Future of Abortion Access at the Supreme Court...Again

The future of abortion access in Louisiana is in the hands of the U.S. Supreme Court. As the new term begins this week, the justices are going to decide whether to take up the case of Louisiana's law (ACT 620), requiring doctors to have medically unnecessary, often impossible-to-obtain admitting privileges at a nearby hospital. If this law goes into effect, it would leave only one doctor to provide abortions for nearly one million women, and would disproportionately harm low-income people and people of color. 

This type of law is opposed by major medical groups like the American Medical Association and the American College of Obstetricians and Gynecologists. And what's more, it is identical to the Texas law that the Supreme Court deemed unconstitutional in 2016 (Whole Woman’s Health v. Hellerstedt).

We've been fighting this battle for FIVE years! Check out this timeline of how we got to this point. 

What Could Happen Next?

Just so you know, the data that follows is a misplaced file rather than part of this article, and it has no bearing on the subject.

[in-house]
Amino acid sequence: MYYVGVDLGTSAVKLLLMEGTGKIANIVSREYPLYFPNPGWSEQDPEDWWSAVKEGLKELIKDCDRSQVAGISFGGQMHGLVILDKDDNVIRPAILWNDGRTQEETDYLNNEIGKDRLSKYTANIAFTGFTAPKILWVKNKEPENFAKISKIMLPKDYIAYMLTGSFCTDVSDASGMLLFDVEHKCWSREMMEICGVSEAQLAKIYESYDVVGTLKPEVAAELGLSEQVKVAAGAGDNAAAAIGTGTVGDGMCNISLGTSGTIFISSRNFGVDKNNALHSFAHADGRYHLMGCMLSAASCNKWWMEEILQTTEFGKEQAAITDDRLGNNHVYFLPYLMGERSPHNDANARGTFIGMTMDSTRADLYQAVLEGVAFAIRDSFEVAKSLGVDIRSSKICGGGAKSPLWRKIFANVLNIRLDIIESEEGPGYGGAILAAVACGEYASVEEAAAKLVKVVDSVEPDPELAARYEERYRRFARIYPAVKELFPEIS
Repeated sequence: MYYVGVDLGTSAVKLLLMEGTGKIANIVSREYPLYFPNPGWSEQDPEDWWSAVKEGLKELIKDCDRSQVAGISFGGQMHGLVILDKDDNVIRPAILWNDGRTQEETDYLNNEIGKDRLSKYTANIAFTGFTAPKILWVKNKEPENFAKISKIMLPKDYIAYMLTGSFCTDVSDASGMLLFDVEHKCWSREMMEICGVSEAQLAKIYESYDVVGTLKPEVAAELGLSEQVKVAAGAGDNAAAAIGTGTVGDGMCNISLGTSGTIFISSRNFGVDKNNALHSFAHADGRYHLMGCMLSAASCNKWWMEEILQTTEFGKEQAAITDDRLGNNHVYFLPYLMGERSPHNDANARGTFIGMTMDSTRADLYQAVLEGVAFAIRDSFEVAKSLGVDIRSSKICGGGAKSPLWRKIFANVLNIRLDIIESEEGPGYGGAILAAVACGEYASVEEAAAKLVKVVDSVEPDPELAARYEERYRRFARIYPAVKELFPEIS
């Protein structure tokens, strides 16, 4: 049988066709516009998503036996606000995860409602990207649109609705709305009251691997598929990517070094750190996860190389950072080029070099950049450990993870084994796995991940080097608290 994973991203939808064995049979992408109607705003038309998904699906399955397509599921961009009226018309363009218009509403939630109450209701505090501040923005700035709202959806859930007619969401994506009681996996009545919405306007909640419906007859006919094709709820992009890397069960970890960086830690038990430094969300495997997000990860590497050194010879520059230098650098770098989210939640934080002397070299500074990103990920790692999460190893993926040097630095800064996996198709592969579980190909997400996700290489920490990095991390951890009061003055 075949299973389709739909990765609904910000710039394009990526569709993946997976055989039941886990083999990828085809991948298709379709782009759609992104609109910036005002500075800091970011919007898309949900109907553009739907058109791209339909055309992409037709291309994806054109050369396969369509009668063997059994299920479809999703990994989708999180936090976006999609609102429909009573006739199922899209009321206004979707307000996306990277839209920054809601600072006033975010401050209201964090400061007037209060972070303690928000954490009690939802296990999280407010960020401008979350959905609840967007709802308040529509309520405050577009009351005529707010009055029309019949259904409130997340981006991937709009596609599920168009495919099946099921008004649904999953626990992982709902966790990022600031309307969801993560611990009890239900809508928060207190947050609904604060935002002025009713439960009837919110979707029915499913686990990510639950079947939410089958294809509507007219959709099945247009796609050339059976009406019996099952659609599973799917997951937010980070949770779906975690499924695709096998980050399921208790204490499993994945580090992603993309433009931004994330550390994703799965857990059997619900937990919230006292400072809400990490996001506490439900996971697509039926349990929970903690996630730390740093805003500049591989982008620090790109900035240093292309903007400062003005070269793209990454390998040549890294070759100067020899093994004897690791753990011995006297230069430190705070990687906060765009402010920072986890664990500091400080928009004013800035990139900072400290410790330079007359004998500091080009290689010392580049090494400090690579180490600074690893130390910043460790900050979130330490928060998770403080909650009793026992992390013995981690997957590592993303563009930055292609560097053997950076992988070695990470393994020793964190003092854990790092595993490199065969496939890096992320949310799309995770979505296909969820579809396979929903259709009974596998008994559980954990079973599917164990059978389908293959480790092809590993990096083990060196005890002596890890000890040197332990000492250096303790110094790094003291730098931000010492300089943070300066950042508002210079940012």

If the Supreme Court decides not to hear the case, this law will take effect and Louisiana would be left with only one doctor that is able to provide abortions in the state.

If they do decide to take the case, then they will hear oral arguments in the Spring of 2020 and make a ruling before the end of June 2020.

We cannot allow states and activist judges to compromise our judicial system by ignoring Supreme Court precedent, defy the Constitution and undermine the rule of law. 


Admitting Privileges Are Back at the U.S. Supreme Court with Serious Implications for Abortion Access

by Elizabeth Nash and Megan K. Donovan at Guttmacher.org

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